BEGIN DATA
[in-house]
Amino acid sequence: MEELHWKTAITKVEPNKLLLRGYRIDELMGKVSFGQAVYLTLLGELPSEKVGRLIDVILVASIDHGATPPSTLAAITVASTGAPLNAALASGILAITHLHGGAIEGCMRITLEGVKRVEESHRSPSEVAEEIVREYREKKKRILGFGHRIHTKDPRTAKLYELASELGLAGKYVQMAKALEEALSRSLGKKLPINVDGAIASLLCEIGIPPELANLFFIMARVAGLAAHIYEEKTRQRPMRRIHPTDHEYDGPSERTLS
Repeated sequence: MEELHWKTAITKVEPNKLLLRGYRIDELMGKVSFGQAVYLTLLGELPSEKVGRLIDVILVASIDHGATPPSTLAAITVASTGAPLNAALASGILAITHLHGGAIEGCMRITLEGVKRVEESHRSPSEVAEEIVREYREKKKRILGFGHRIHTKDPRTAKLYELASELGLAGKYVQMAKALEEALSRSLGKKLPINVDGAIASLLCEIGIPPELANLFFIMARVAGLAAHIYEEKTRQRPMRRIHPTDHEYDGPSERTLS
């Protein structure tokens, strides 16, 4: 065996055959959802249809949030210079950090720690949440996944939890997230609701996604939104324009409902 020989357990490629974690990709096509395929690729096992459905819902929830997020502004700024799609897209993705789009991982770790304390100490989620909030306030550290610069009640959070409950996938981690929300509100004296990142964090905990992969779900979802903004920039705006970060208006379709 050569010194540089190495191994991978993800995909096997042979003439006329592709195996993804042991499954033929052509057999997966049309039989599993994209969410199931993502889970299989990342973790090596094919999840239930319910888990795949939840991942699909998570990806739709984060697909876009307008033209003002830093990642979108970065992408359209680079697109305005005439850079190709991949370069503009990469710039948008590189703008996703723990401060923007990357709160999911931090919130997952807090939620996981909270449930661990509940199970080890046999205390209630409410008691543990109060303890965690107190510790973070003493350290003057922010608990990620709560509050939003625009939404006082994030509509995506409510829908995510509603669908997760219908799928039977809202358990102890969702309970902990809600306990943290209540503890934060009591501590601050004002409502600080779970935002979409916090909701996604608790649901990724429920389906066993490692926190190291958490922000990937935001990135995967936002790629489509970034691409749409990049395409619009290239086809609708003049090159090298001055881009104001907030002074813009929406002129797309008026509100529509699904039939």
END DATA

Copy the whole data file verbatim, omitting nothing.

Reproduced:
[in-house]
Amino acid sequence: MEELHWKTAITKVEPNKLLLRGYRIDELMGKVSFGQAVYLTLLGELPSEKVGRLIDVILVASIDHGATPPSTLAAITVASTGAPLNAALASGILAITHLHGGAIEGCMRITLEGVKRVEESHRSPSEVAEEIVREYREKKKRILGFGHRIHTKDPRTAKLYELASELGLAGKYVQMAKALEEALSRSLGKKLPINVDGAIASLLCEIGIPPELANLFFIMARVAGLAAHIYEEKTRQRPMRRIHPTDHEYDGPSERTLS
Repeated sequence: MEELHWKTAITKVEPNKLLLRGYRIDELMGKVSFGQAVYLTLLGELPSEKVGRLIDVILVASIDHGATPPSTLAAITVASTGAPLNAALASGILAITHLHGGAIEGCMRITLEGVKRVEESHRSPSEVAEEIVREYREKKKRILGFGHRIHTKDPRTAKLYELASELGLAGKYVQMAKALEEALSRSLGKKLPINVDGAIASLLCEIGIPPELANLFFIMARVAGLAAHIYEEKTRQRPMRRIHPTDHEYDGPSERTLS
């Protein structure tokens, strides 16, 4: 065996055959959802249809949030210079950090720690949440996944939890997230609701996604939104324009409902 020989357990490629974690990709096509395929690729096992459905819902929830997020502004700024799609897209993705789009991982770790304390100490989620909030306030550290610069009640959070409950996938981690929300509100004296990142964090905990992969779900979802903004920039705006970060208006379709 050569010194540089190495191994991978993800995909096997042979003439006329592709195996993804042991499954033929052509057999997966049309039989599993994209969410199931993502889970299989990342973790090596094919999840239930319910888990795949939840991942699909998570990806739709984060697909876009307008033209003002830093990642979108970065992408359209680079697109305005005439850079190709991949370069503009990469710039948008590189703008996703723990401060923007990357709160999911931090919130997952807090939620996981909270449930661990509940199970080890046999205390209630409410008691543990109060303890965690107190510790973070003493350290003057922010608990990620709560509050939003625009939404006082994030509509995506409510829908995510509603669908997760219908799928039977809202358990102890969702309970902990809600306990943290209540503890934060009591501590601050004002409502600080779970935002979409916090909701996604608790649901990724429920389906066993490692926190190291958490922000990937935001990135995967936002790629489509970034691409749409990049395409619009290239086809609708003049090159090298001055881009104001907030002074813009929406002129797309008026509100529509699904039939």